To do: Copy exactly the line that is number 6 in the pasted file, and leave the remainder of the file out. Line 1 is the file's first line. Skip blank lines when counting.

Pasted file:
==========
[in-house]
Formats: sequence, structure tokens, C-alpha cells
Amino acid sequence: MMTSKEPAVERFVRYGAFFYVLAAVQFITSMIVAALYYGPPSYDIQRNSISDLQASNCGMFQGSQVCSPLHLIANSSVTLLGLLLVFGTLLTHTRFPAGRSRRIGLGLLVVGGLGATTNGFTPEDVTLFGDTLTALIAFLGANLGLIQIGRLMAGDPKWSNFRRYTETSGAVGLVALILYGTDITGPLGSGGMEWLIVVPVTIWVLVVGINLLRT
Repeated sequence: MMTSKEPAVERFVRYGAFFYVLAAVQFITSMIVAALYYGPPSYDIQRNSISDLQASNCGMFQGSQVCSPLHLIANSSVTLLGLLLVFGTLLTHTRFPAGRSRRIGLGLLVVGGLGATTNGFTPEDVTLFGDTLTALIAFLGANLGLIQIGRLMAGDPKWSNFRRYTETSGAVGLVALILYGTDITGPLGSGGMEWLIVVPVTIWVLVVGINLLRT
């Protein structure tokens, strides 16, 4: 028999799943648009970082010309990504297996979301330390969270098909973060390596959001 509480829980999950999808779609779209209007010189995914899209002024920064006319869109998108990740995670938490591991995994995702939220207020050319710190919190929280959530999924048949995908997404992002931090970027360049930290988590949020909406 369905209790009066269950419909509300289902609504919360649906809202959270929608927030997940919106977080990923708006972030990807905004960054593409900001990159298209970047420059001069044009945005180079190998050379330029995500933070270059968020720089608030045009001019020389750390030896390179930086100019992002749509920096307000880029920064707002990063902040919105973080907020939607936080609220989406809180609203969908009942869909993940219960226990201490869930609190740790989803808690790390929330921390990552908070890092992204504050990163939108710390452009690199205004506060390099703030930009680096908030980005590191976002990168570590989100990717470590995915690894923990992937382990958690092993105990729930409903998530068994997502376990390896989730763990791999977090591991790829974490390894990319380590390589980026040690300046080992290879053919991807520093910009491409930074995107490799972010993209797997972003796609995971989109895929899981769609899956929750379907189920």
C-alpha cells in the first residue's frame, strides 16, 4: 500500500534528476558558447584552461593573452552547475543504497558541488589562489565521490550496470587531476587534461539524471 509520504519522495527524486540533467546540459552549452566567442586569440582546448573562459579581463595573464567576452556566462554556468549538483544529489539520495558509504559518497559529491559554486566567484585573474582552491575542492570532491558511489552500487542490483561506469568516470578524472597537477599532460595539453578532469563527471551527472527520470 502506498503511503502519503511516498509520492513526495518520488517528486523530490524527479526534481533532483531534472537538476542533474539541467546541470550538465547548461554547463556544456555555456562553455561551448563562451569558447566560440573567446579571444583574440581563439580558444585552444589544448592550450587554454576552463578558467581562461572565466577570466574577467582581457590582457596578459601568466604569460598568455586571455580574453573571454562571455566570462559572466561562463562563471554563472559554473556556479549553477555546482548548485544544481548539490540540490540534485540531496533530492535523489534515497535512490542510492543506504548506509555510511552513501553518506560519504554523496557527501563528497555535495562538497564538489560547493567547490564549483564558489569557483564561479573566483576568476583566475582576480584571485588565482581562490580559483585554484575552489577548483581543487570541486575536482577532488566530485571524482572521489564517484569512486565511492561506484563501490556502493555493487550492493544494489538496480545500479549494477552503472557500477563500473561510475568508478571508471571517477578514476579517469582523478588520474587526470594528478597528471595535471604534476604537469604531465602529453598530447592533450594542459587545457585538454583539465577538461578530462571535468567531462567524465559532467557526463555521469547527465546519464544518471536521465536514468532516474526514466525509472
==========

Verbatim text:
C-alpha cells in the first residue's frame, strides 16, 4: 500500500534528476558558447584552461593573452552547475543504497558541488589562489565521490550496470587531476587534461539524471 509520504519522495527524486540533467546540459552549452566567442586569440582546448573562459579581463595573464567576452556566462554556468549538483544529489539520495558509504559518497559529491559554486566567484585573474582552491575542492570532491558511489552500487542490483561506469568516470578524472597537477599532460595539453578532469563527471551527472527520470 502506498503511503502519503511516498509520492513526495518520488517528486523530490524527479526534481533532483531534472537538476542533474539541467546541470550538465547548461554547463556544456555555456562553455561551448563562451569558447566560440573567446579571444583574440581563439580558444585552444589544448592550450587554454576552463578558467581562461572565466577570466574577467582581457590582457596578459601568466604569460598568455586571455580574453573571454562571455566570462559572466561562463562563471554563472559554473556556479549553477555546482548548485544544481548539490540540490540534485540531496533530492535523489534515497535512490542510492543506504548506509555510511552513501553518506560519504554523496557527501563528497555535495562538497564538489560547493567547490564549483564558489569557483564561479573566483576568476583566475582576480584571485588565482581562490580559483585554484575552489577548483581543487570541486575536482577532488566530485571524482572521489564517484569512486565511492561506484563501490556502493555493487550492493544494489538496480545500479549494477552503472557500477563500473561510475568508478571508471571517477578514476579517469582523478588520474587526470594528478597528471595535471604534476604537469604531465602529453598530447592533450594542459587545457585538454583539465577538461578530462571535468567531462567524465559532467557526463555521469547527465546519464544518471536521465536514468532516474526514466525509472